Known as one of the most popular and beautiful treks in Ladakh, I decided to hike the Markha Valley trek during my time in North India. The trail follows the Markha River through a beautiful valley south of Leh town.
The trail has become relatively popular in India for a number of reasons. It’s easily accessible, it’s not difficult to navigate and it’s one of the few multi-day treks in the region that can be done independently by staying in homestays.
The Markha Valley trek is quite spectacular and gives you a closer view of the incredible landscapes that are found around Ladakh. The colours of the rock change every kilometre on the trail and the villages appear almost like oases along the valley floor. It was also a beautiful way to get a glimpse of the traditional culture and lifestyle of the people who call the region home.
This guide will help any independent traveller organise and hike the Markha Valley trek in Ladakh.
About the Markha Valley trek
- Distance: 68km
- Time: 4-5 days
- Difficulty: Medium-Hard
- Highest point: Kongmaru Pass at 5250m
- Accommodation: Homestays and camping available
The Markha Valley trek follows the Markha Valley River from Chilling up to the Kongmaru Pass and down towards the Hemis Monastery. It passes through a beautiful arid valley that provides stark contrasts between the dry dusty slopes, snow capped peaks and green fertile villages along the river.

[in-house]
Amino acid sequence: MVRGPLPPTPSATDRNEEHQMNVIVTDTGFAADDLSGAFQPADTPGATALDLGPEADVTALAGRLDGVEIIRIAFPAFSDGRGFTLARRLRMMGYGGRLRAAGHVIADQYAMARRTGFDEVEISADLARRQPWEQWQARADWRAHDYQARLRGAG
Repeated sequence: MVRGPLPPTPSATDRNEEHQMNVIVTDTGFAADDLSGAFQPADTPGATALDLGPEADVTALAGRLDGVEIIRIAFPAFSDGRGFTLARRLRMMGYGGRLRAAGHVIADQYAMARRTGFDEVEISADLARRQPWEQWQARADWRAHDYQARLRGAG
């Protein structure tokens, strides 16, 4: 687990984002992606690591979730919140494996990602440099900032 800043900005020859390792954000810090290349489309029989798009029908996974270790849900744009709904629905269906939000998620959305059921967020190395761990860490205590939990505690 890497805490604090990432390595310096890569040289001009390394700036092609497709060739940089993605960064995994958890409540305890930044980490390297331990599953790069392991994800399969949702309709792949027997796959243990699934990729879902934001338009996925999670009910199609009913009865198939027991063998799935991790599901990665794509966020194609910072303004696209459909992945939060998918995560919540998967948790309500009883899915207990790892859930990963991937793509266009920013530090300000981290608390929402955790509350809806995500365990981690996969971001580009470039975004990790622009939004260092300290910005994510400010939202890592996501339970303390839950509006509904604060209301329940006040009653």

Throughout the valley there are small Tibetan villages living a very traditional lifestyle. The region has a long history which is evident along the way as you pass old gompas and ruins of fortresses on hilltops.
While the locals live off the land as best they can, the arrival of trekkers has brought a whole new source of income and access to supplies by mules and porters. Many of the mud-brick homes have been turned into homestays for trekkers, with each village managing the homestay program themselves. Generally speaking, each night a different households has their turn to accommodate any trekkers passing through.
This also means that the price is very consistent and each village sets a price for accommodation and food per trekker. It’s a nice change in India to know that there’s no bargaining or cheating, and you know how much you have to pay.
Read next: 18 Best Things to Do in Ladakh
When to hike the Markha Valley trek
It’s best to tackle the Markha trek during the high season in Ladakh, between June and September. This is when the weather is at its best with clear skies, dry weather and relatively warm days. Outside of these months, you’ll likely find too much snow and some of the roads impassable.
Do you need a guide?
You don’t need a guide to hike the Markha Valley trek. The trail is perfectly fine for independent hikers to follow and it’s quite common for budget travellers to complete this trek without a guide. I ended up doing most of the Markha Valley trek solo, as my two hiking buddies turned around after the first day.
However, a guide can make the experience more enjoyable if you’re not a confident hiker or you want to learn a lot more about the local culture and history.